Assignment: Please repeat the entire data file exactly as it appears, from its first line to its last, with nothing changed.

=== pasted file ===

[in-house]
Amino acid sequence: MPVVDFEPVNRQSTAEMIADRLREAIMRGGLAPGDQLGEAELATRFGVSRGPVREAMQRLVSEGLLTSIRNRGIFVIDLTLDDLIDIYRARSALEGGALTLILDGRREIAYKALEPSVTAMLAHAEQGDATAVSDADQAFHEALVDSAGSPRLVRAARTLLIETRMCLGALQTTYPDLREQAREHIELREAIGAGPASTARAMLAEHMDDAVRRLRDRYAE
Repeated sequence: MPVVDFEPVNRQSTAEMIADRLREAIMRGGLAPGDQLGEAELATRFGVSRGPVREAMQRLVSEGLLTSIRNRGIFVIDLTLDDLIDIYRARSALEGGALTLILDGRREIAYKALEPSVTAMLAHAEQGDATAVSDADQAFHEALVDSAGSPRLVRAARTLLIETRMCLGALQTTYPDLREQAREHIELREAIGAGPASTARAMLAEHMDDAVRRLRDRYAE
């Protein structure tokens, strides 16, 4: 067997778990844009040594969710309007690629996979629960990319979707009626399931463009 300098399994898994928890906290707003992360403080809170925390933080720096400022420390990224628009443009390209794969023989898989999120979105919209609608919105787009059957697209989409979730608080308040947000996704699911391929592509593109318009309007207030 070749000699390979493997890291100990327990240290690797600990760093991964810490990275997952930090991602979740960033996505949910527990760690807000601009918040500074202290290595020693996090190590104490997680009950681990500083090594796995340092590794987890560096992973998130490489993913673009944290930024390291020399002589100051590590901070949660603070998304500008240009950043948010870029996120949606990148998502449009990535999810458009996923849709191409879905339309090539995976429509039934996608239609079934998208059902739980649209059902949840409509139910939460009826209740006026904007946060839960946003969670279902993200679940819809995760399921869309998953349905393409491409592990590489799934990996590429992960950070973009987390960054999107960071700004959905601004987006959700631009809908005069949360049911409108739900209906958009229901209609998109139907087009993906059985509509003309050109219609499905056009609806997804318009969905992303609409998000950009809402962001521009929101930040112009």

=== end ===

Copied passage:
[in-house]
Amino acid sequence: MPVVDFEPVNRQSTAEMIADRLREAIMRGGLAPGDQLGEAELATRFGVSRGPVREAMQRLVSEGLLTSIRNRGIFVIDLTLDDLIDIYRARSALEGGALTLILDGRREIAYKALEPSVTAMLAHAEQGDATAVSDADQAFHEALVDSAGSPRLVRAARTLLIETRMCLGALQTTYPDLREQAREHIELREAIGAGPASTARAMLAEHMDDAVRRLRDRYAE
Repeated sequence: MPVVDFEPVNRQSTAEMIADRLREAIMRGGLAPGDQLGEAELATRFGVSRGPVREAMQRLVSEGLLTSIRNRGIFVIDLTLDDLIDIYRARSALEGGALTLILDGRREIAYKALEPSVTAMLAHAEQGDATAVSDADQAFHEALVDSAGSPRLVRAARTLLIETRMCLGALQTTYPDLREQAREHIELREAIGAGPASTARAMLAEHMDDAVRRLRDRYAE
């Protein structure tokens, strides 16, 4: 067997778990844009040594969710309007690629996979629960990319979707009626399931463009 300098399994898994928890906290707003992360403080809170925390933080720096400022420390990224628009443009390209794969023989898989999120979105919209609608919105787009059957697209989409979730608080308040947000996704699911391929592509593109318009309007207030 070749000699390979493997890291100990327990240290690797600990760093991964810490990275997952930090991602979740960033996505949910527990760690807000601009918040500074202290290595020693996090190590104490997680009950681990500083090594796995340092590794987890560096992973998130490489993913673009944290930024390291020399002589100051590590901070949660603070998304500008240009950043948010870029996120949606990148998502449009990535999810458009996923849709191409879905339309090539995976429509039934996608239609079934998208059902739980649209059902949840409509139910939460009826209740006026904007946060839960946003969670279902993200679940819809995760399921869309998953349905393409491409592990590489799934990996590429992960950070973009987390960054999107960071700004959905601004987006959700631009809908005069949360049911409108739900209906958009229901209609998109139907087009993906059985509509003309050109219609499905056009609806997804318009969905992303609409998000950009809402962001521009929101930040112009």